Charity shops are good for high streets


New research has found that charity shops contribute positively to society in a range of ways

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11th September 2017 by Susan Smith 0 Comments

Charity shops save their local councils £27 million and make £270m a year for their parent charities.

New research finds that the charity retail sector also plays a major role in improving employment prospects for volunteers.

An impressive 73% of volunteers say working in a charity shop has improved their self esteem and 75% says they have gained new skills.

The research was carried out by Demos on behalf of the Charity Retail Association through 2016 and 2017.

It found that although half of the public association charity shops with high-street decline, they are actually a lifeline for struggling town centres.

Two-thirds of charity shop managers said their shop fills premises that would otherwise be left vacant.

The negative perception of charity shops, however, could also be fading as the research found a generational divide on public perceptions of their value. Older people are more likely to see them as a sign of an unhealthy high street while young people see shopping in charity shops as cost effective, environmentally friendly and trendy.

The research found that the sector saves councils money by diverting goods from landfill. In 2015/16 the sector reduced carbon dioxide emissions by 6.9 million tonnes.

Chief executive at Charity Retail Association, Robin Osterley, said: “This latest report from Demos once again demonstrates how much social value the charity retail sector generates across the UK. From environmental benefit and getting people back into work to improving the confidence and well-being of the more vulnerable members of our society, charity shops continue to give far reaching benefits to their local communities.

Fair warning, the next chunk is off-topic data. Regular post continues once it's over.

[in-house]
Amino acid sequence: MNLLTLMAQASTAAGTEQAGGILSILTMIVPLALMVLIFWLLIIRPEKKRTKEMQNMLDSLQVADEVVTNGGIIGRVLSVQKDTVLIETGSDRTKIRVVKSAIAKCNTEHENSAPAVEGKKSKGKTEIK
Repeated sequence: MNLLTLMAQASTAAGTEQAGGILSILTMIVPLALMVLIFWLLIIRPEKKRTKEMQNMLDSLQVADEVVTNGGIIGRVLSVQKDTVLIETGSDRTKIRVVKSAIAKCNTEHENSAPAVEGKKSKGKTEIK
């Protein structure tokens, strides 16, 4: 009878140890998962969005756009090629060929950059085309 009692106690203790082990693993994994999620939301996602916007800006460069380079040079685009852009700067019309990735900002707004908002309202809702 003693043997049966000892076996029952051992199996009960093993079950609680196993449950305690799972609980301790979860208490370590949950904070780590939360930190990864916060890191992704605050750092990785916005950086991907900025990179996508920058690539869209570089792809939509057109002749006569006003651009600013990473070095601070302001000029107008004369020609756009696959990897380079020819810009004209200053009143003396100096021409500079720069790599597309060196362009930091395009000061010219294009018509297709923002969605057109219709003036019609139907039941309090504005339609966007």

“In addition, this report makes it clear that a volunteering revolution would not only benefit the sector but communities all over the country. We are taking up the report’s recommendation to launch a sector-wide campaign to broaden engagement in volunteering at charity shops.”

The research found two-thirds of volunteers say that volunteering has improved their employment prospects and 90% recommend their organisation as a great place to work.

Shop managers agree, with one in four saying that all or most of their job-seeking volunteers had moved into paid employment after volunteering.

One volunteer said: “One of the main things they do is give you some confidence back, you get such a hard knock all the time looking [for work], it’s nice to go to somewhere like that, you get recognised for the fact that you are a good worker.”

Volunteers are motivated by being able to contribute to their specific charity (96%), to charity in general (96%) and to their communities (90%).

The survey also found that shop managers enjoy good levels of job satisfaction, with three-quarters of managers feeling satisfied with their role, and of these one in five say they are completely satisfied.

However, a third of managers described their role as stressful, and a further 20% said that it is very stressful. The findings on stress are linked to increased professionalism in the management of charity shops over recent years, leading to more a business and target-oriented approach.